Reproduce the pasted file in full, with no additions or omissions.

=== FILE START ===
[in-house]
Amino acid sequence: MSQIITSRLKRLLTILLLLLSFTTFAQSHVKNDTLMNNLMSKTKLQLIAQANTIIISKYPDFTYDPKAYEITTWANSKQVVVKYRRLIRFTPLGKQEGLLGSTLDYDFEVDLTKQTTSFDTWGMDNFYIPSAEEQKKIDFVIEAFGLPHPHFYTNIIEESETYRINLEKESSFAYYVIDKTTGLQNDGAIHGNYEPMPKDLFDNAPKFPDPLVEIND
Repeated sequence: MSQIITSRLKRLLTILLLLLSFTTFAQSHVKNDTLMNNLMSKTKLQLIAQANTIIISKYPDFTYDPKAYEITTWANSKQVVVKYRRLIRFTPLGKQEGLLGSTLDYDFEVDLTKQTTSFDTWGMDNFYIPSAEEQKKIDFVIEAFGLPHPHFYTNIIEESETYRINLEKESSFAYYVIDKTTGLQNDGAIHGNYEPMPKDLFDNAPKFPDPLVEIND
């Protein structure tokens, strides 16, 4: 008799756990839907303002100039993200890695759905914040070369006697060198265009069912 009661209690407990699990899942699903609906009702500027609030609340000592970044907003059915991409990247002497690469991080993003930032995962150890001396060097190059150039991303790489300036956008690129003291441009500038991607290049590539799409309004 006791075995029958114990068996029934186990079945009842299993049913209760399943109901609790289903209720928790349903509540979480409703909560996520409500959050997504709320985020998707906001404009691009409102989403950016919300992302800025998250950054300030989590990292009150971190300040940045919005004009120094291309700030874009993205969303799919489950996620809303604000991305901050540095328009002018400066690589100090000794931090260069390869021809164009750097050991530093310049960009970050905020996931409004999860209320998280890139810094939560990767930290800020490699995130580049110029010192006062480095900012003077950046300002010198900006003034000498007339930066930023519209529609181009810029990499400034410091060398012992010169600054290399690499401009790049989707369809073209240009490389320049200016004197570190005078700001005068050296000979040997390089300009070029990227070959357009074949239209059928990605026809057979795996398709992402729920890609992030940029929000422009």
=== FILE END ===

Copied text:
[in-house]
Amino acid sequence: MSQIITSRLKRLLTILLLLLSFTTFAQSHVKNDTLMNNLMSKTKLQLIAQANTIIISKYPDFTYDPKAYEITTWANSKQVVVKYRRLIRFTPLGKQEGLLGSTLDYDFEVDLTKQTTSFDTWGMDNFYIPSAEEQKKIDFVIEAFGLPHPHFYTNIIEESETYRINLEKESSFAYYVIDKTTGLQNDGAIHGNYEPMPKDLFDNAPKFPDPLVEIND
Repeated sequence: MSQIITSRLKRLLTILLLLLSFTTFAQSHVKNDTLMNNLMSKTKLQLIAQANTIIISKYPDFTYDPKAYEITTWANSKQVVVKYRRLIRFTPLGKQEGLLGSTLDYDFEVDLTKQTTSFDTWGMDNFYIPSAEEQKKIDFVIEAFGLPHPHFYTNIIEESETYRINLEKESSFAYYVIDKTTGLQNDGAIHGNYEPMPKDLFDNAPKFPDPLVEIND
């Protein structure tokens, strides 16, 4: 008799756990839907303002100039993200890695759905914040070369006697060198265009069912 009661209690407990699990899942699903609906009702500027609030609340000592970044907003059915991409990247002497690469991080993003930032995962150890001396060097190059150039991303790489300036956008690129003291441009500038991607290049590539799409309004 006791075995029958114990068996029934186990079945009842299993049913209760399943109901609790289903209720928790349903509540979480409703909560996520409500959050997504709320985020998707906001404009691009409102989403950016919300992302800025998250950054300030989590990292009150971190300040940045919005004009120094291309700030874009993205969303799919489950996620809303604000991305901050540095328009002018400066690589100090000794931090260069390869021809164009750097050991530093310049960009970050905020996931409004999860209320998280890139810094939560990767930290800020490699995130580049110029010192006062480095900012003077950046300002010198900006003034000498007339930066930023519209529609181009810029990499400034410091060398012992010169600054290399690499401009790049989707369809073209240009490389320049200016004197570190005078700001005068050296000979040997390089300009070029990227070959357009074949239209059928990605026809057979795996398709992402729920890609992030940029929000422009």